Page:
Anxiety and self-esteem in cyber-victimization profiles of adolescents

Andrea, Núñez and Álvarez-García, David and María-C., Pérez-Fuentes Anxiety and self-esteem in cyber-victimization profiles of adolescents. Comunicar, 2021, vol. 29, n. 67. [Journal article (Paginated)]

Text (Research article (English))
c6704en.pdf - Published version
Available under License Creative Commons Attribution Non-commercial Share Alike.

Download (1MB) | Preview
Text (Research article (Español))
c6704es.pdf - Published version
Available under License Creative Commons Attribution Non-commercial Share Alike.

Download (1MB) | Preview

English abstract

This study has two objectives: (1) Identify profiles of victimization in adolescence, depending on the levels of offline or online peer aggression suffered, along with the prevalence of each profile; and (2) Analyse the association of the victimization profiles with adolescents’ social anxiety and self-esteem. The sample was comprised of 3120 adolescents aged 12 to 18 (M=14.03; SD=1.40) from Asturias (Spain), who completed self-report questionnaires about traditional peer victimization and cyber-victimization, as well as social anxiety and self-esteem. We performed descriptive analyses, Latent Profile Analyses, and multivariate analyses of variance. We found a positive, moderate correlation between being a cyber-victim and being a traditional victim, along with four profile types: non-victims (77.8%), mainly cyber-victims (13.5%), mainly traditional victims (4.5%), and dual victims (4.3%). Traditional victims and dual victims exhibited greater social anxiety and less self-esteem than cyber-victims, who exhibited greater social anxiety and less self-esteem than non-victims. Dual victims and traditional victims do not differ in social anxiety and self-esteem. The results contribute to the identification of patterns of victimization in school-age adolescents, and their relationship with social anxiety and self-esteem.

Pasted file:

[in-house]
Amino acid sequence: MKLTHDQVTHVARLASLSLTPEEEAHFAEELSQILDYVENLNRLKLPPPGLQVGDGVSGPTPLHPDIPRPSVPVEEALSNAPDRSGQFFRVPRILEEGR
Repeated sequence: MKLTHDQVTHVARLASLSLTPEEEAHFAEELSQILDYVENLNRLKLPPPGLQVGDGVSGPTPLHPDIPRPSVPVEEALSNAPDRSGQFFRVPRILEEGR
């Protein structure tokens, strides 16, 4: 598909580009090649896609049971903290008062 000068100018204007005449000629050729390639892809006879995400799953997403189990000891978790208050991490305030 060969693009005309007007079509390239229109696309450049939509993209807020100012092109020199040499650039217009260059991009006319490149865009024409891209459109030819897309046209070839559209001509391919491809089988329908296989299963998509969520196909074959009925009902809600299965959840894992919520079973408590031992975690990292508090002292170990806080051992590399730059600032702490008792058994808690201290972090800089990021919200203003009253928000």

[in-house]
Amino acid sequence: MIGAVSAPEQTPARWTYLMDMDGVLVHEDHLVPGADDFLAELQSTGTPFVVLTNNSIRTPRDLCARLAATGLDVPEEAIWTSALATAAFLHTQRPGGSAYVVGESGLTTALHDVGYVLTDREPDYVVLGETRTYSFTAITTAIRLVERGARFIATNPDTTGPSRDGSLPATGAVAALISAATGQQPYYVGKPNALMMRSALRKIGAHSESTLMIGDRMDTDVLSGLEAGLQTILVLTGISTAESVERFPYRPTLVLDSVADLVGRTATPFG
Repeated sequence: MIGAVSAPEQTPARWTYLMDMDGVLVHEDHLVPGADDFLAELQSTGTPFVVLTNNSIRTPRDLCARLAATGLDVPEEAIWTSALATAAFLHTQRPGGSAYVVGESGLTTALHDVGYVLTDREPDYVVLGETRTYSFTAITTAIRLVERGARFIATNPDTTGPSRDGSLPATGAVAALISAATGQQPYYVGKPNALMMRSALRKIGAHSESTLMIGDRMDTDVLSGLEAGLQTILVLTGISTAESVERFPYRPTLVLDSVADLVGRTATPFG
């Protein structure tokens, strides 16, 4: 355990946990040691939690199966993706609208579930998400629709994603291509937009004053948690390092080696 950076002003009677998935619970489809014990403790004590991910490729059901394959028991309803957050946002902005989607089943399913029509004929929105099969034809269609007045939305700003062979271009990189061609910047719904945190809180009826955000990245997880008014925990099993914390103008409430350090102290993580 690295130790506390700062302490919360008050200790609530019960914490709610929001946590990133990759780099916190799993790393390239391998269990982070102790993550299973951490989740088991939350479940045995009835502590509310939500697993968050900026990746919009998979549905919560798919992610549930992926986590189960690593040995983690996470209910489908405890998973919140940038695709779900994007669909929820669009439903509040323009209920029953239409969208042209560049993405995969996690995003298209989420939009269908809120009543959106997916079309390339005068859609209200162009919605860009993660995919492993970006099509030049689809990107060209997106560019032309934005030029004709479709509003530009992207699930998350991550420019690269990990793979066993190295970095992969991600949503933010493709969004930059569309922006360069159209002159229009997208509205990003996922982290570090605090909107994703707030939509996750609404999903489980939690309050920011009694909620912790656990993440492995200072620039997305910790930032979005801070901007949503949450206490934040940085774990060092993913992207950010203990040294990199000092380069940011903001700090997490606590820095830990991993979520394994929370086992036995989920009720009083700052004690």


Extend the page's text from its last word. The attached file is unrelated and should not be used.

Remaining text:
Spanish abstract

Este trabajo parte de dos objetivos: 1) Identificar perfiles de victimización en la adolescencia, en función del grado de padecimiento de violencia offline u online por parte de sus iguales, así como la prevalencia de cada perfil; 2) Analizar la asociación de los perfiles de victimización obtenidos con la ansiedad social y la autoestima del adolescente. Para ello, se aplicaron cuestionarios de autoinforme sobre victimización tradicional entre iguales, cibervictimización, ansiedad social y autoestima a 3.120 adolescentes de Asturias (España), de 12 a 18 años (M=14.03; DT=1.40). Se realizaron análisis descriptivos, análisis de perfil latente y análisis multivariado de la varianza. Se obtuvo una correlación positiva y moderada entre ser cibervíctima y ser víctima de violencia tradicional; y una tipología de cuatro perfiles: no víctimas (77,8%), principalmente cibervictimas (13,5%), principalmente víctimas de violencia tradicional (4,5%) y víctimas duales (4,3%). Cuanto mayor es el nivel de victimización, mayor la ansiedad social y menor la autoestima, siendo más fuerte esta asociación con la victimización tradicional que con la cibervictimización. Tanto las víctimas tradicionales como las duales presentan una mayor ansiedad social y una menor autoestima que las cibervíctimas, y estas que las no víctimas. Víctimas duales y tradicionales no difieren en ansiedad social y autoestima. Los resultados obtenidos contribuyen a identificar patrones de victimización en la adolescencia, y su relación con la ansiedad social y la autoestima.